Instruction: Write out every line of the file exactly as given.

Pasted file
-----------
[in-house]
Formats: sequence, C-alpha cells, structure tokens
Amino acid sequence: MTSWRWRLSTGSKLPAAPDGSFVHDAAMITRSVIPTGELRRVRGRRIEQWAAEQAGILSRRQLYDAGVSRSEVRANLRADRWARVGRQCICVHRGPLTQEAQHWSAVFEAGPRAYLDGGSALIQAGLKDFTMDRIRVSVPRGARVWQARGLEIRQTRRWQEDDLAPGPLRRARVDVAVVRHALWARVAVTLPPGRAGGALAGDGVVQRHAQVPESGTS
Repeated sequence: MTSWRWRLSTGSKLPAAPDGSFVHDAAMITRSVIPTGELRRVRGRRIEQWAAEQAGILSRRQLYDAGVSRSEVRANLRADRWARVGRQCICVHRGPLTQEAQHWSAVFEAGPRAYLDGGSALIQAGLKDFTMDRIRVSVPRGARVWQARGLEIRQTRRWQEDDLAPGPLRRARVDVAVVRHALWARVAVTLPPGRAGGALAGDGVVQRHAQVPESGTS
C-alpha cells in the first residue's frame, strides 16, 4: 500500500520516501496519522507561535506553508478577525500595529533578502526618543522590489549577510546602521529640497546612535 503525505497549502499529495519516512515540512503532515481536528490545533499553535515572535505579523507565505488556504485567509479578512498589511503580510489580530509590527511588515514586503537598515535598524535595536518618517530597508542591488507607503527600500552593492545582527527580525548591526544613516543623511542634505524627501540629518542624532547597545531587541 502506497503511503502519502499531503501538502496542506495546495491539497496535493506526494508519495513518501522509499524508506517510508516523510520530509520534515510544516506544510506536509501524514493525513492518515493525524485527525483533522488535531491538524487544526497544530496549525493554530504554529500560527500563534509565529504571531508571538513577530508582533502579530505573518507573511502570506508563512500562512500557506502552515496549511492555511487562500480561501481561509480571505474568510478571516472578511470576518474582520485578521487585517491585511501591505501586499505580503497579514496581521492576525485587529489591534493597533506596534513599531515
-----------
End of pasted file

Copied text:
[in-house]
Formats: sequence, C-alpha cells, structure tokens
Amino acid sequence: MTSWRWRLSTGSKLPAAPDGSFVHDAAMITRSVIPTGELRRVRGRRIEQWAAEQAGILSRRQLYDAGVSRSEVRANLRADRWARVGRQCICVHRGPLTQEAQHWSAVFEAGPRAYLDGGSALIQAGLKDFTMDRIRVSVPRGARVWQARGLEIRQTRRWQEDDLAPGPLRRARVDVAVVRHALWARVAVTLPPGRAGGALAGDGVVQRHAQVPESGTS
Repeated sequence: MTSWRWRLSTGSKLPAAPDGSFVHDAAMITRSVIPTGELRRVRGRRIEQWAAEQAGILSRRQLYDAGVSRSEVRANLRADRWARVGRQCICVHRGPLTQEAQHWSAVFEAGPRAYLDGGSALIQAGLKDFTMDRIRVSVPRGARVWQARGLEIRQTRRWQEDDLAPGPLRRARVDVAVVRHALWARVAVTLPPGRAGGALAGDGVVQRHAQVPESGTS
C-alpha cells in the first residue's frame, strides 16, 4: 500500500520516501496519522507561535506553508478577525500595529533578502526618543522590489549577510546602521529640497546612535 503525505497549502499529495519516512515540512503532515481536528490545533499553535515572535505579523507565505488556504485567509479578512498589511503580510489580530509590527511588515514586503537598515535598524535595536518618517530597508542591488507607503527600500552593492545582527527580525548591526544613516543623511542634505524627501540629518542624532547597545531587541 502506497503511503502519502499531503501538502496542506495546495491539497496535493506526494508519495513518501522509499524508506517510508516523510520530509520534515510544516506544510506536509501524514493525513492518515493525524485527525483533522488535531491538524487544526497544530496549525493554530504554529500560527500563534509565529504571531508571538513577530508582533502579530505573518507573511502570506508563512500562512500557506502552515496549511492555511487562500480561501481561509480571505474568510478571516472578511470576518474582520485578521487585517491585511501591505501586499505580503497579514496581521492576525485587529489591534493597533506596534513599531515